It's been described as CCTV for the masses. It's been dubbed by its founder as Little Brother. It's the future of CCTV and it's coming to a community near you soon. And if you live in Spitalfields, East London then it already has.
Shoreditch are a company intent on one thing - reducing crime and fear in communities. Their solution? Community CCTV cameras. Up to 400 (yes, 400) CCTV cameras erected in a single residency. Accessed by everyone and anyone who lives there. (Yes, even the paedophiles) From the comfort of their own front room too. It's a revolution. A saviour. They call it 'fighting crime from your sofa'.
But even the founder has admitted it won't deter crime. What it will do is make the resident's feel safer. So, a bit of false advertising there, (see website) or more accurately, a false sense of security for the residents. Hmm. Not a good start.
Some may feel that this Little Brother is harmless, but one has to remember. Little Brothers do grow up. Is this the world we want our children to grow up in? If you take your child to the park and see a lone man standing by a tree watching them, at least you can remove your child from his gaze. With Little Brother in place, how will you ever know if your child is being watched by unwanted eyes or not?
Despite the obvious breach of privacy the Little Brother's pose, they are undoubtedly open to all sorts of abuse. Snooping, spying, stalking. When I put my concerns to the Shoreditch company they responded with the reassurance that there are 3 safeguards in place to prevent abuse of the cameras.
1. Only public areas are visible on the cameras. (So that would include play parks, shops, community centres, libraries...)
2. There is no pan, tilt, or zoom facility available to subscribers. This means they are unable to focus on an individual. (But the cameras do have a recognition distance in place so individuals can still be indentified...)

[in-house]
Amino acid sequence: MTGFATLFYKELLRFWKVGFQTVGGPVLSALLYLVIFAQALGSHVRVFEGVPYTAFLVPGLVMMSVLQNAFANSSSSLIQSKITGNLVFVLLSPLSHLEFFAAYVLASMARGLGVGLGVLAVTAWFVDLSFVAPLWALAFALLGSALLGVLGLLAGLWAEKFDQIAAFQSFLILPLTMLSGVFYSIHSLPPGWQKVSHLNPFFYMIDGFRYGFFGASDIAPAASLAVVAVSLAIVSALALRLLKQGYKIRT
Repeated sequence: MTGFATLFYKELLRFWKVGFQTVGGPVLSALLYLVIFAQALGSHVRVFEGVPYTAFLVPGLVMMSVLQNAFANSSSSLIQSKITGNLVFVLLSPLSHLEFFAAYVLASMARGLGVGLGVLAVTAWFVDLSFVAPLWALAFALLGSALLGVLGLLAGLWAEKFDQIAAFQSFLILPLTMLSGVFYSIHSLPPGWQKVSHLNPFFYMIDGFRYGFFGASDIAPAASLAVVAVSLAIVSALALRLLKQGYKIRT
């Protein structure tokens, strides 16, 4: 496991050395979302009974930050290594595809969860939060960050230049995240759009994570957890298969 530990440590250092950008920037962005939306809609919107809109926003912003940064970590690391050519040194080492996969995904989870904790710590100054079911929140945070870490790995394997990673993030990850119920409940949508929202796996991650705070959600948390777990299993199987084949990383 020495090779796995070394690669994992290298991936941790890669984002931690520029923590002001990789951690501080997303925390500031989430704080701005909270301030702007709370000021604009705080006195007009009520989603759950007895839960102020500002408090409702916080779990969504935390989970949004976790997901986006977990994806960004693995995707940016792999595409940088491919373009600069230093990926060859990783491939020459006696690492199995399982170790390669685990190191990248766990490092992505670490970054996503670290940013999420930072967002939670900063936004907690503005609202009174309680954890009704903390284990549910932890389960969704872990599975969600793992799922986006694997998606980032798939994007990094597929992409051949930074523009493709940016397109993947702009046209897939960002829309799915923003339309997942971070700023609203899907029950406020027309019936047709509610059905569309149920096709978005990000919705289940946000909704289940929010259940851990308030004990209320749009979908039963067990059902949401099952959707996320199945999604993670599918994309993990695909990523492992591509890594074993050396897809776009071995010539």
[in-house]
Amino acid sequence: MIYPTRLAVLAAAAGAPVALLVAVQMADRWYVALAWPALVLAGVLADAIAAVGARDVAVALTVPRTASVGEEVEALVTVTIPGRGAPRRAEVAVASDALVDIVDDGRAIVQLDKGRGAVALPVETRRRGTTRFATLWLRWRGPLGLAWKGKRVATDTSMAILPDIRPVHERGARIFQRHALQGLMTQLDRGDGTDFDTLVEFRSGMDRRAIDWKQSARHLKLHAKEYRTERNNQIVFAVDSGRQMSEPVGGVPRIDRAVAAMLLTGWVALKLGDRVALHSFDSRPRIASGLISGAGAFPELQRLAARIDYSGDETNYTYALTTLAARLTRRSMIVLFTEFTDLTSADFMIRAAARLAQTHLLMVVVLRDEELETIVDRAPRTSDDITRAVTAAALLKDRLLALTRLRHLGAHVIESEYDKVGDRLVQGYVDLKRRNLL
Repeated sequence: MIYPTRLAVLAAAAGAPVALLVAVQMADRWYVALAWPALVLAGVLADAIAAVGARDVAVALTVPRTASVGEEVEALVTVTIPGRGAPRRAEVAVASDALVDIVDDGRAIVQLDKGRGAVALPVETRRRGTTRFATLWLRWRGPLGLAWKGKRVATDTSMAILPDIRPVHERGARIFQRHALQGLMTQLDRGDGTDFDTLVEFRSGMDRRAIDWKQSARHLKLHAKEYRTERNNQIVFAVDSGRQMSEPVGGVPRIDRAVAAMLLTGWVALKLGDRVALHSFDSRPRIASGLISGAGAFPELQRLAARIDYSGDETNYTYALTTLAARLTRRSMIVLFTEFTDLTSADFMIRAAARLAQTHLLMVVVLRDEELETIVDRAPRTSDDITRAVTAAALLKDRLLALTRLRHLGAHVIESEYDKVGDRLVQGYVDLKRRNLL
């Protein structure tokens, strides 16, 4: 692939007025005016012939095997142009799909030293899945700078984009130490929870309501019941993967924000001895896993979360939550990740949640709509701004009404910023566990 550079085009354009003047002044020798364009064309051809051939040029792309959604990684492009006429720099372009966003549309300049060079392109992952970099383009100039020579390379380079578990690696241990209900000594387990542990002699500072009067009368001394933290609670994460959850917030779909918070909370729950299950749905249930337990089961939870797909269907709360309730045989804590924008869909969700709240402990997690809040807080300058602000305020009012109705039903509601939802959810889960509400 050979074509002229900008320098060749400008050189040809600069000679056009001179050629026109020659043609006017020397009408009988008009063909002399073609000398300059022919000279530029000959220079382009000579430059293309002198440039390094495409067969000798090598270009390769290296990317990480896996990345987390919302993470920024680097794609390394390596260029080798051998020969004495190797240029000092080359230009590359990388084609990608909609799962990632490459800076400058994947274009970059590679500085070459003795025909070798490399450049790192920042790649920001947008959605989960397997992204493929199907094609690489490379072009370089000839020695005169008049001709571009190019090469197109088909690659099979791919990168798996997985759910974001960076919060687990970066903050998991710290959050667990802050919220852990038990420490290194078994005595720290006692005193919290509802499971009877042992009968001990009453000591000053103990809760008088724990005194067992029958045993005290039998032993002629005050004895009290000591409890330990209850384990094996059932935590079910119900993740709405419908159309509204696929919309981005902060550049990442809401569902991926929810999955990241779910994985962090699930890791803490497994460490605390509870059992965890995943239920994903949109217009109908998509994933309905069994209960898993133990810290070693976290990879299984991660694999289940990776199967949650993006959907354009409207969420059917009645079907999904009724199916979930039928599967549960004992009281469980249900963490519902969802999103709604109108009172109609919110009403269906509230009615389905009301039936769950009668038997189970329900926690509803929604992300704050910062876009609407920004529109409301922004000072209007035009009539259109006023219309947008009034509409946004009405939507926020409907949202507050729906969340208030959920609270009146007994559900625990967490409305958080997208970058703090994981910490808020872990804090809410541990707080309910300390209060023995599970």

3. The views from the cameras are set to rotate from view to view with 30 seconds only for each view. The order of views is also randomised, making it impossible to trace an individual's journey.
Hmm. Interesting point there, number three. My home town has a 'novelty' public CCTV camera in the city square, accessible by anyone via the city council's website. It doesn't have a 'randomised' view and does allows the user unlimited access, allowing you to trace an individual's journey. Oh and it also has the wonderful 'pan, tilt and zoom' facility. If authorities can set it up in the 'public area' of the city square without civil liberties being breached, then there is always the possibility of these controls being added to the community cameras.
Shoreditch went on to reassure me that actually 'the local authority welcomes the scheme because there is a limit to how many people they can employ to look over their cameras. By having a community of eyes on the cameras, it increases their ability to spot and respond to incidents, and in that way contributes to the authority's local crime-fighting capabilities.'
Ah, so it's just a way of getting the public to do the police's job again, not a crime-fighting-from-your-sofa deterent. Oh but wait, crime in the Spitalfields area is actually falling anyway, as quoted by Dan Hodges of the Shoreditch Trust. It's the fear of crime that's rising. Now I see, Little Brother is merely a tool to quash fear in local residents.
Perhaps what they should really be fearing is Little Brother, creeping into a community near you soon.